Council begins work on provisional budget

Residential tax rate increase begins at four per cent, upkeep takes priority over growth

After several consecutive years of building large capital projects, the City of Nanaimo is shifting to a more maintenance-oriented budget.

City council got its first look at the provisional 2012 budget and 2012-2016 financial plan Monday night.

Al Kenning, Nanaimo’s city manager, said the 2012 budget is a stable one that mostly moves away from growth and centres on paying for future maintenance.

“We’re now focusing on repair and maintenance of buildings like the Nanaimo Ice Centre, Nanaimo Aquatic Centre, Oliver Woods Community Centre, rather than planning to build new facilities,” said Kenning. “We’re evolving into a position of upkeep.”

The city is responsible for about $2 billion worth of infrastructure, which includes about $1.2 billion in road, water and sewer infrastructure, with the balance in 45 larger city-owned facilities and dozens of smaller service buildings.

A residential tax-rate increase of four per cent is projected for 2012 due mostly to additional RCMP officers ($839,000), a portion of the cost of the new $10.7-million city annex under construction ($920,000), reduced casino revenue ($200,000), reduced building construction revenue ($177,000), and $100,000 for strategic planning.

There will also be a five-per cent increase in water rates to help pay for the $61-million South Fork water treatment facility and potentially a new dam within 10 years to meet demand of a growing population.

That means an average house assessment of $350,000 will see an increase of $71.41 for city taxes, a $15.83 increase in water rates and $7 for curbside garbage removal, bringing the total increase to $94.24.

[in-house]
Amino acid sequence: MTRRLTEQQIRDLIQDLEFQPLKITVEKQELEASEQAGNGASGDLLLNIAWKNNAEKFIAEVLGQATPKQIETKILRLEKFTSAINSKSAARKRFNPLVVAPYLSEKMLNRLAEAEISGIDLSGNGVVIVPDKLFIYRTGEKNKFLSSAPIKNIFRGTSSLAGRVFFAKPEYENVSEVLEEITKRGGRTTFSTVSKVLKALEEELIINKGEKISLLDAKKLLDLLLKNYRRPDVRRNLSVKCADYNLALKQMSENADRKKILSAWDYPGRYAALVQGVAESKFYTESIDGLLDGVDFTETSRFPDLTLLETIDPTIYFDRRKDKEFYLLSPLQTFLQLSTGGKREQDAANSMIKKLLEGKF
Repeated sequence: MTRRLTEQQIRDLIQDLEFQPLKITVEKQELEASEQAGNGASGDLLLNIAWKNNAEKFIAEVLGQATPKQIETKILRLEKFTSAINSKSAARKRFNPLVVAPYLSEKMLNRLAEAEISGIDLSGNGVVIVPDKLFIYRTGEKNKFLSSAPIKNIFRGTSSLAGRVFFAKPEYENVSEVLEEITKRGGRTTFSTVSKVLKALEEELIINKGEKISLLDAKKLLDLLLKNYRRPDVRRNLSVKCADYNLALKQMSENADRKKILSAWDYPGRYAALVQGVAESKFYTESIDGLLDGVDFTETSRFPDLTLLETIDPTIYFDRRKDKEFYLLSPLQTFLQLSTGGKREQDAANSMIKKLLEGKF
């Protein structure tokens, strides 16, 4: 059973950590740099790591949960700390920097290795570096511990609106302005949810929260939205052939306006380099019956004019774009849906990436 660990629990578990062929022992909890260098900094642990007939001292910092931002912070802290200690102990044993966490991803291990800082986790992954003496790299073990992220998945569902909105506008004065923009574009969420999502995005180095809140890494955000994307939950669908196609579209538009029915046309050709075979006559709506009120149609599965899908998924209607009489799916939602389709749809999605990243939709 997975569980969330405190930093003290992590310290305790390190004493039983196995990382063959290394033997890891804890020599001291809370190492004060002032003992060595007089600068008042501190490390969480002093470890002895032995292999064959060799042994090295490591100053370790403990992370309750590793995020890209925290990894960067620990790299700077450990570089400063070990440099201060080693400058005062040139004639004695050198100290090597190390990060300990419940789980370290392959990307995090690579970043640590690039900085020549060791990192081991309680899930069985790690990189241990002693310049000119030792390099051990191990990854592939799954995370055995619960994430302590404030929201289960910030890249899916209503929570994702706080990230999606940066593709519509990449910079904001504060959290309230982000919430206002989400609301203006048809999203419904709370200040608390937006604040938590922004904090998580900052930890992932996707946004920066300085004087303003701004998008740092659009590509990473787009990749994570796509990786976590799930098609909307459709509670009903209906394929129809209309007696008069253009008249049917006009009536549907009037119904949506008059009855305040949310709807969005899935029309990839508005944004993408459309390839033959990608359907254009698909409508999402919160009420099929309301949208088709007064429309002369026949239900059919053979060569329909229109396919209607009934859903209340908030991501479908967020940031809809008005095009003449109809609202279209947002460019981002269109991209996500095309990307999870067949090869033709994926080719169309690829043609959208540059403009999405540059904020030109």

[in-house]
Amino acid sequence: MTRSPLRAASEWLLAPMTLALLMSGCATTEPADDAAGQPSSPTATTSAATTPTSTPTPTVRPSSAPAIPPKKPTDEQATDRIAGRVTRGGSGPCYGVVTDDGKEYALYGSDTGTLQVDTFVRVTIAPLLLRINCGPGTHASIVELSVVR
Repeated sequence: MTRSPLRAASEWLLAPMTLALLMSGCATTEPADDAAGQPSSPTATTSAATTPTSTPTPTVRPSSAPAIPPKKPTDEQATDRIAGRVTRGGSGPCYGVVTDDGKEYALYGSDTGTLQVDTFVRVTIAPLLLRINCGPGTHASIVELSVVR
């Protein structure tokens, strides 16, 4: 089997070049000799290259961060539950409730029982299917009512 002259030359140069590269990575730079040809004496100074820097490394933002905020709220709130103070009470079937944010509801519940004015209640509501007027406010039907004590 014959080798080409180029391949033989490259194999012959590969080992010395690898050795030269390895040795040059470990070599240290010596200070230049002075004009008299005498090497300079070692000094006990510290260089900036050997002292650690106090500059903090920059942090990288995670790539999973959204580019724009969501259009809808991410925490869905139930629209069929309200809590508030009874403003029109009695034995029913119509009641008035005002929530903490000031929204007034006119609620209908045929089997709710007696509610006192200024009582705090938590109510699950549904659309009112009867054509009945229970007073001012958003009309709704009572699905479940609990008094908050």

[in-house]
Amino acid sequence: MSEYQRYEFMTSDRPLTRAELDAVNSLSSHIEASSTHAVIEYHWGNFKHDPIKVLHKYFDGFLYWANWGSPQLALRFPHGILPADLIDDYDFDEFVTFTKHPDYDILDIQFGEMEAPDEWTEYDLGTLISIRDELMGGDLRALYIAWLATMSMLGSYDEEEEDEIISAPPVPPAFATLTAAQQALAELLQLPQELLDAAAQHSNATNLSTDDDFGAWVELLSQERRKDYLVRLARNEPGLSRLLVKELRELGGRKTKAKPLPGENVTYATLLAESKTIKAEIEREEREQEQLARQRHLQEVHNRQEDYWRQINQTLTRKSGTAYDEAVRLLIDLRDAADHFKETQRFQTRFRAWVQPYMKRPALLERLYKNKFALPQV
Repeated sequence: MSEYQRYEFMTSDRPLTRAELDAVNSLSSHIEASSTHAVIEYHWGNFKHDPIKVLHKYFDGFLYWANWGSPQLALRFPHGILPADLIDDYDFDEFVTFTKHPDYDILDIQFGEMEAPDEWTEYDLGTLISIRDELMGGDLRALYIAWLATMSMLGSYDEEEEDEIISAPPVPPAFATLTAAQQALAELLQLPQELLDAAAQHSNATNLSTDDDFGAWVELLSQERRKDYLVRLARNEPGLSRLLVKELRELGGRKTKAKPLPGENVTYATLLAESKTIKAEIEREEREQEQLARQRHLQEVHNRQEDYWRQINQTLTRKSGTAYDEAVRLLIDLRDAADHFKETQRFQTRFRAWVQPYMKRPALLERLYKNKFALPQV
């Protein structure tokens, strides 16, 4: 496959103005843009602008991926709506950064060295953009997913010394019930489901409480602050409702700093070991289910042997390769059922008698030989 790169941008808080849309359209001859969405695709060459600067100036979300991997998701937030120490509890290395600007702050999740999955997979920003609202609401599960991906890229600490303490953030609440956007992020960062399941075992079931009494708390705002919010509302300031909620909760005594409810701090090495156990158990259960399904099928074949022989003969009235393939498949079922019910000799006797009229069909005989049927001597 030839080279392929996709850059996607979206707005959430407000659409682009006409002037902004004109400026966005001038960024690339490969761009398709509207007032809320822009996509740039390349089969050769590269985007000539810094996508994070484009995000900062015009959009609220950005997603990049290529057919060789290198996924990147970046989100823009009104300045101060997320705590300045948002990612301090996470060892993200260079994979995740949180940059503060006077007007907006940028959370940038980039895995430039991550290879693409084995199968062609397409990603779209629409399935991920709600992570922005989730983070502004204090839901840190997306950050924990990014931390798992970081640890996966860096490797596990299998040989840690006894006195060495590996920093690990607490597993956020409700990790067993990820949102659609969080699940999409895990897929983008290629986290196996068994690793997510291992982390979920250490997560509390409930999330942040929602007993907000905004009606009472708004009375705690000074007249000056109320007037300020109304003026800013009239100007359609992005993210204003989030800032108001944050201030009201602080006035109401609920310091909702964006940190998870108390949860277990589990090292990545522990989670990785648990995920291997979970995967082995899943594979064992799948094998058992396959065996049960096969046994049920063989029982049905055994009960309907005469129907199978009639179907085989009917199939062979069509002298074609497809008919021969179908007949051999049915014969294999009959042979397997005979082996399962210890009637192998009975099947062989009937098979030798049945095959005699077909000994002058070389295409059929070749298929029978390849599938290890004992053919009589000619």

“That’s where it sits now at first blush. We’ll have to see where council wants to take it,” said Mayor John Ruttan.

City staff noted that it is difficult to estimate final property tax rates now because of the amount collected, only 60 per cent is the city’s portion and other agencies the city collects on behalf of, such as the regional district, hospital and Vancouver Island public library, don’t set their rates until later.

For the 2011 budget, council whittled down the residential tax-rate increase from a projected 4.2 per cent to 2.5 per cent through service reductions.

Commercial tax-rate increases are projected at three per cent, while industrial rates will drop 20 per cent from last year’s level.

City reserves remain at around $90 million.

While the focus is generally status quo, Ruttan said there are still significant projects underway or scheduled, including the completion of the $10-million Bowen Road and Quarterway Bridge expansion, ongoing preparation for the South Forks water treatment facility expected to be completed in the spring of 2015, and a $5.4-million Boxwood Road connector project, scheduled to begin in 2012, that will be paid for mostly through development cost charges.

“We still have some massive projects ahead of us,” said Ruttan. “But still, the budget we have in front of us is still a cautious budget and it’s important we don’t spend any more than we absolutely have to.”

The tax rate bylaw must be adopted by May 15 under provincial law.

The public will have an opportunity to address council on any financial plan issues or concerns at scheduled  council meetings throughout January and February, or through an online forum at under budgets and financial reports.


Total budget — $160.37 million

Operating expenditures — $118.9 million

Capital Expenditures — $41.4 million


Revenues from:

Property taxes — $86.2 million

Borrowing — $4.4 million

Other (DCCs, grants, service fees, etc. ) — 59.29 million

Transfers from reserves and surplus — $10 million


Budget priorities include:

Maintain high level of protective services (fire, police)

Maintain civic infrastructure

Improve water supply systems

Focus on energy reduction

Reduce homelessness


Upcoming capital projects:

Fire Station No. 6 (2013) $2.7 million

Police building expansion (2013) $8.5 million

City hall annex (2012) $10.7 million

Cliff McNabb Arena improvements (2012) $1.3 million

Maffeo Sutton Park improvements (2012) $3.1 million

Boxwood connector (2012) $5.4 million

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